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The Test of English as a Foreign Language® (TOEFL®) is divided into several sections, and there are four TOEFL® topics that should be expected by a test taker. The topics depend on whether someone is taking the Internet-based test (iBT) or the paper-based test (PBT). Both tests share three sections in common, however, which are listening comprehension, reading comprehension, and a test of writing or written exam. The fourth section is different between the two test formats, with the iBT featuring a section on spoken English and the PBT including a section on the structure of written English.
TOEFL® topics generally refer to the different sections and topics covered on the TOEFL® test. Though these sections vary between the two different types of tests available, there are three sections with relevant topics shared by both tests. The TOEFL® is a test intended for students who are non-native English speakers interested in attending a college or university in an English-speaking country. Many colleges and universities require completion of the TOEFL® prior to acceptance as a student, and the different TOEFL® topics all feature questions using language that is similar to that found in college classrooms and exams.
There are three basic TOEFL® topics covered on both the iBT and the PBT versions of the test. Listening comprehension covers the ability of a person to listen to spoken English and understand what is being said, usually at the same complexity of language used during lectures in a college classroom. The reading comprehension section presents reading selections for test takers to read and then answer questions related to them. There is also a test of writing, which usually requires one or two short essays to be written.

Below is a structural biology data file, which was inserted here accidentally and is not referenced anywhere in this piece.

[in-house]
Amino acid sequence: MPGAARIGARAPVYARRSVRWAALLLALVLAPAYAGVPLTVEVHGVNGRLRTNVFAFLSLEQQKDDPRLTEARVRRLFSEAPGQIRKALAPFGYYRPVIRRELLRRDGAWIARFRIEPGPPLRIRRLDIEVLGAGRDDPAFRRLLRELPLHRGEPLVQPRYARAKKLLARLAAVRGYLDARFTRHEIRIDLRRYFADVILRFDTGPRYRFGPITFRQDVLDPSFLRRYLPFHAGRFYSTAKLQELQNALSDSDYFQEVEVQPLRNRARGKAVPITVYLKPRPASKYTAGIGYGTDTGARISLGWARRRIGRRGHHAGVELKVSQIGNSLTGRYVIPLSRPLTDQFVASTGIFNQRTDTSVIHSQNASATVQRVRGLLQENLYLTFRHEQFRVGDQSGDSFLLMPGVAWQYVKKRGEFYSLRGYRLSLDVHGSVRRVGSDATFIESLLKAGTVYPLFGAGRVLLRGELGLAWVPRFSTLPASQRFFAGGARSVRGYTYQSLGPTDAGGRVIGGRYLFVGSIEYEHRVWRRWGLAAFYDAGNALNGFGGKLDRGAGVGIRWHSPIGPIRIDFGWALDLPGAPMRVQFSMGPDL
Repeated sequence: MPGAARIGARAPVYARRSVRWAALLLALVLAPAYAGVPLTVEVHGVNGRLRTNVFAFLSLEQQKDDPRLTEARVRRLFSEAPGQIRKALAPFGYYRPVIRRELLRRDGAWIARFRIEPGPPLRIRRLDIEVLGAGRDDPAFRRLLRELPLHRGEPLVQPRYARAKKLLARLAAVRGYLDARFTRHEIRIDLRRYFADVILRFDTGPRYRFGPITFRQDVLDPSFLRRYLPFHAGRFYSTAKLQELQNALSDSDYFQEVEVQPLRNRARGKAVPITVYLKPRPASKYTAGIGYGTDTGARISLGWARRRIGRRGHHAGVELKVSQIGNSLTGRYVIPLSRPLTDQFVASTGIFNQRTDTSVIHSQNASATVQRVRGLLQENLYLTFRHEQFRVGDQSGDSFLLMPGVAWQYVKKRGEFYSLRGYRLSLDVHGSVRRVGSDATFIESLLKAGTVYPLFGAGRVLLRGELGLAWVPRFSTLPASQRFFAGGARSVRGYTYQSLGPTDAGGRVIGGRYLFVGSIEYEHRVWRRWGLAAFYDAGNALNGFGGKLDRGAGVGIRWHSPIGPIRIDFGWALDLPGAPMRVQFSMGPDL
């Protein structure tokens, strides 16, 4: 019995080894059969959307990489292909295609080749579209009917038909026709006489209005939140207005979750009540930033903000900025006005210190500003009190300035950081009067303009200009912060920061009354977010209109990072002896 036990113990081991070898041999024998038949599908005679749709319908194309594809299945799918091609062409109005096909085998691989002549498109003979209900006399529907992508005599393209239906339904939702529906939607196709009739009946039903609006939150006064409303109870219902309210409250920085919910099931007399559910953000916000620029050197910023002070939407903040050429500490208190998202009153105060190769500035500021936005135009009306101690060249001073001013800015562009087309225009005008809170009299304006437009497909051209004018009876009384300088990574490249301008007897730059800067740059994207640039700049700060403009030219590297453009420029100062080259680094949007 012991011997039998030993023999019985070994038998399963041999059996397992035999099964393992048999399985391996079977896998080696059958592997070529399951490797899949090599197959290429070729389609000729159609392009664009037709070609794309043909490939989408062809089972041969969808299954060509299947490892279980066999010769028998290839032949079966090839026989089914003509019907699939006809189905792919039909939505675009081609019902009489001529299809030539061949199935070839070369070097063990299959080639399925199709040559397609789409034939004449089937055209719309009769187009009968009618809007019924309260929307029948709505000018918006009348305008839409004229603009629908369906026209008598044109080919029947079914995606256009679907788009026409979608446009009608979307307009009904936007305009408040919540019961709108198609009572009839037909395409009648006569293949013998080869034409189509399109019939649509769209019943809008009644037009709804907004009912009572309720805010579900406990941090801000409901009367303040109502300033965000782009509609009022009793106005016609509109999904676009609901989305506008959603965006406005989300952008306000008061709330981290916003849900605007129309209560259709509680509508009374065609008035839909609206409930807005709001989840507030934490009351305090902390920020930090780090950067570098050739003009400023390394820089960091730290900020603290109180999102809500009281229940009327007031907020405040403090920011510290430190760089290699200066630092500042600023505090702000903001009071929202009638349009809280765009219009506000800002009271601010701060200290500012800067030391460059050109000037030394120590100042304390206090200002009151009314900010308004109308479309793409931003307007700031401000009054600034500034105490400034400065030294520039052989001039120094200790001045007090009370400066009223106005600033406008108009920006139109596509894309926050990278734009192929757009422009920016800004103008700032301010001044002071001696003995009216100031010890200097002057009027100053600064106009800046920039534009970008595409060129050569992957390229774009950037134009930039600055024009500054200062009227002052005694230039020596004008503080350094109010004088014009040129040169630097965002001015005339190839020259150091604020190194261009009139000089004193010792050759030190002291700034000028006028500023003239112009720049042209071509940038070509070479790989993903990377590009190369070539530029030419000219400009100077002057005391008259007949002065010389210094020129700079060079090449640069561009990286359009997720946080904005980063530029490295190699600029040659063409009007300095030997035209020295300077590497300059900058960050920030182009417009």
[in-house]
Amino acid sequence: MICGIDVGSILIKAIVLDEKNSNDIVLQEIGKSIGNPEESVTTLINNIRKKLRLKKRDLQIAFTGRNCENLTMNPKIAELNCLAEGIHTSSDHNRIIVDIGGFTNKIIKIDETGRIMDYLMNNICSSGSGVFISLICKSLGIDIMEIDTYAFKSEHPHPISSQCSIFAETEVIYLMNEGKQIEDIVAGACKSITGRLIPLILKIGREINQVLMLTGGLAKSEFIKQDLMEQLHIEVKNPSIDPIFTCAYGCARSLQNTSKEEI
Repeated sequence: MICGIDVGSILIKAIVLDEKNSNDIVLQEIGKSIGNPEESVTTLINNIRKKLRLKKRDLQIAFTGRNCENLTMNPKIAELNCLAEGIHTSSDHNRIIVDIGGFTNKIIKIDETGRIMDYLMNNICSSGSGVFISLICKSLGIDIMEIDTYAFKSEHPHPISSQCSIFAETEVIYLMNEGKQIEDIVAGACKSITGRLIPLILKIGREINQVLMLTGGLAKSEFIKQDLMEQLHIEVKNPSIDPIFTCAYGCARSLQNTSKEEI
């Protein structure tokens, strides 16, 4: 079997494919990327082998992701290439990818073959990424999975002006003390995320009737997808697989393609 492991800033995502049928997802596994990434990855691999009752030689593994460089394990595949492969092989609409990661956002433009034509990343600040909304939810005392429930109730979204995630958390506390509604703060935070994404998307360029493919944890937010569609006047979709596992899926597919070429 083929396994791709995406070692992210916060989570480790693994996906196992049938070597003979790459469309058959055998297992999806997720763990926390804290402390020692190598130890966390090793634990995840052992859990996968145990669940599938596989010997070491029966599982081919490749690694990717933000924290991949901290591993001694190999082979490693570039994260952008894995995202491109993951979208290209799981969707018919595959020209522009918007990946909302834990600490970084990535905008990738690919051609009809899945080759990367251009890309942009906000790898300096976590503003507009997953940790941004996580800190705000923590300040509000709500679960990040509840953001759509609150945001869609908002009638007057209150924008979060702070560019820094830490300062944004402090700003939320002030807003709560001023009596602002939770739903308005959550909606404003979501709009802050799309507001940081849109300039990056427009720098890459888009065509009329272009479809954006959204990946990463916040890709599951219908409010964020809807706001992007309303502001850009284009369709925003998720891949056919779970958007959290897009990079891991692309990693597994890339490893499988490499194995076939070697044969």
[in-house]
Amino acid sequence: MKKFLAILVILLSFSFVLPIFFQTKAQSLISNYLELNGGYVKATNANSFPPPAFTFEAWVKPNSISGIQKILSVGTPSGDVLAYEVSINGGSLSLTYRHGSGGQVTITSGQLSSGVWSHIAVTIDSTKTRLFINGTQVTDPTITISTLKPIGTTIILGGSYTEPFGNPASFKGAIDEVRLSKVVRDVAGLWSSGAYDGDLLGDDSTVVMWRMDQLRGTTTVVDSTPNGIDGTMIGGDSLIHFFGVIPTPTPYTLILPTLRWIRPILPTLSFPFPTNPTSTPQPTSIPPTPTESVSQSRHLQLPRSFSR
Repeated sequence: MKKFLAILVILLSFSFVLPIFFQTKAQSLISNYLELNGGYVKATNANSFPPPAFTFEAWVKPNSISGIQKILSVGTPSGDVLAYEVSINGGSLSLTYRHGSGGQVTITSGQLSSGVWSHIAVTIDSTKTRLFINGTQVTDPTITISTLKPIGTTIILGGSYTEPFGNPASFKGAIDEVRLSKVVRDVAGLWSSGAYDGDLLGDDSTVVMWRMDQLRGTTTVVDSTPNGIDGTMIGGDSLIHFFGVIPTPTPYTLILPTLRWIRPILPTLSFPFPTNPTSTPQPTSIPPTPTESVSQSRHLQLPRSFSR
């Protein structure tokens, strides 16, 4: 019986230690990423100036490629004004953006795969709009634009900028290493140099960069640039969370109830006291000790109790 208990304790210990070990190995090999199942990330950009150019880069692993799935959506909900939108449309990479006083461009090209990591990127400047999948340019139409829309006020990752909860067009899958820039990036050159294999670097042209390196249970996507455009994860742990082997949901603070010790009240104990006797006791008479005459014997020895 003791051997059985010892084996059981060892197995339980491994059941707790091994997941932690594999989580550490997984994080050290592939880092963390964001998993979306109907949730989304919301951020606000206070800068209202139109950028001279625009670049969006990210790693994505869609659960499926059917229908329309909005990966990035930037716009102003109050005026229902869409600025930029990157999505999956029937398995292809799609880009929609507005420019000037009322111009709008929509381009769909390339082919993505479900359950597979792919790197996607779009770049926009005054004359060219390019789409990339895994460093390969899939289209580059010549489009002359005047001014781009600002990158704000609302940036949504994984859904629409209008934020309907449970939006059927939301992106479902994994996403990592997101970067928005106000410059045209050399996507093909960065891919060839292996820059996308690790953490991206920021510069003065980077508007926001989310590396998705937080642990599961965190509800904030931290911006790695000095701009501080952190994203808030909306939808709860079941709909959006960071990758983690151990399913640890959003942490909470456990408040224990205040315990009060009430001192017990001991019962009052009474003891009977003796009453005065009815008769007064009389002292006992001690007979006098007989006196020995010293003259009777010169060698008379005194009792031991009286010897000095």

While both the iBT and PBT feature some similar TOEFL® topics, there are also two TOEFL® topics unique to the different formats. The iBT version of the TOEFL® includes a section on spoken English in which the test taker must speak into a microphone, which records his or her spoken voice for analysis of clarity and understandability when speaking English. This section is not included in the PBT of the TOEFL® since no computer is used, and instead a section on analysis of structure in written English is presented. The nature of the questions often varies from year to year, though great effort is made to remove any possibility of cultural bias and to ensure that questions are equivalent to those that might be seen in a college classroom.
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